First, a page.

Few things age as poorly as bad intelligence. And while there was no shortage of terrible intelligence undergirding the Iraq war, there was no more bewildering claim given credulity by the CIA and the Bush administration than the idea that Saddam Hussein was going to use drones to unleash a merciless biological attack.
It's practically forgotten now. But repeatedly nestled into the October 2002 National Intelligence Estimate on Iraq — the much-flawed summary document from the 16 intelligence agencies accusing Saddam Hussein of possessing weapons of mass destruction — is a wild claim that anticipated the current drone panic by a full decade.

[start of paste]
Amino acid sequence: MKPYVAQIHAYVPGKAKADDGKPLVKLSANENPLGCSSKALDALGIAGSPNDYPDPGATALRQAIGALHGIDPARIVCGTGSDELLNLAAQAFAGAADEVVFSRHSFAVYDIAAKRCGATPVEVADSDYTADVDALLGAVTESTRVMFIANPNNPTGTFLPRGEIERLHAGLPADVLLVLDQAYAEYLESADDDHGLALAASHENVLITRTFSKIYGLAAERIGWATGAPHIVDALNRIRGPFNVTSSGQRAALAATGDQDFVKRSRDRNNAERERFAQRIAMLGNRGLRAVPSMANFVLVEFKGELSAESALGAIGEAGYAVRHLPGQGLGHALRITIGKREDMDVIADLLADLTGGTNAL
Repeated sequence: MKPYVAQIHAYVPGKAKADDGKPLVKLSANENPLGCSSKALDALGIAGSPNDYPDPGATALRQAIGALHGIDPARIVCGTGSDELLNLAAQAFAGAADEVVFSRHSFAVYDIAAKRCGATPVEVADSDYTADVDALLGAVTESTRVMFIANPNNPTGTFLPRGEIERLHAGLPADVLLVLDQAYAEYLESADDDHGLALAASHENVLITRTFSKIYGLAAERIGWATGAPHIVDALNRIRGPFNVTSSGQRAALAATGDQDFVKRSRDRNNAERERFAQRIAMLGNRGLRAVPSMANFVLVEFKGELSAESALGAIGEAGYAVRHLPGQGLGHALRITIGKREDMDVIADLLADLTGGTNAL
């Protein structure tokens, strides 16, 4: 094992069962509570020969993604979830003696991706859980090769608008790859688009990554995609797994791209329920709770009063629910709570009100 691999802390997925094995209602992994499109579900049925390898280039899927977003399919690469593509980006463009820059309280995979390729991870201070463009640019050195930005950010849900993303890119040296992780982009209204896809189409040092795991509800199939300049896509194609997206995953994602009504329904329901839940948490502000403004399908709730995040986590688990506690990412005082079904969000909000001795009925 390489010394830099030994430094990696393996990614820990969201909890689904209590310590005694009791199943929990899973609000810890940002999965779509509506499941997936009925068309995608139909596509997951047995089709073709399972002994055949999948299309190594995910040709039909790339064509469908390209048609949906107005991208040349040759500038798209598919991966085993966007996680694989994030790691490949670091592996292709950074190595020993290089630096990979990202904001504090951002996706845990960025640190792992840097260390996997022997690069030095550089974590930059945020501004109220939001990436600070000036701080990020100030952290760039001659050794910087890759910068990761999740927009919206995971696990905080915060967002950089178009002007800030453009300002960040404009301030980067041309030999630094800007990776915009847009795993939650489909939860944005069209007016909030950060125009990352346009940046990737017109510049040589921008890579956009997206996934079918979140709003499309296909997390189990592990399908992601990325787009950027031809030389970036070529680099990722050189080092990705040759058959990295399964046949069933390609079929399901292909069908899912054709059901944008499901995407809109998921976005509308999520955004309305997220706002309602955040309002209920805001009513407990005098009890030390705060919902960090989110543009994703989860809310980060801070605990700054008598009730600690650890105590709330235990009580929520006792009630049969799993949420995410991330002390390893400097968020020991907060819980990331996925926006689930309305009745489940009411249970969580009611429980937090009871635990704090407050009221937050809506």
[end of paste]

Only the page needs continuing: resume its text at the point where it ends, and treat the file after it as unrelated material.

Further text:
Saddam was "working with unmanned aerial vehicles (UAVs), which allow for a more lethal means to deliver biological and, less likely, chemical weapons," the 2002 estimate reads. The claim was one of the intelligence agencies' "Key Judgments" sent to Congress ahead of the vote for war, and the bioweapon-drone idea made its way into Secretary of State Colin Powell's infamous case for invading Iraq at the United Nations.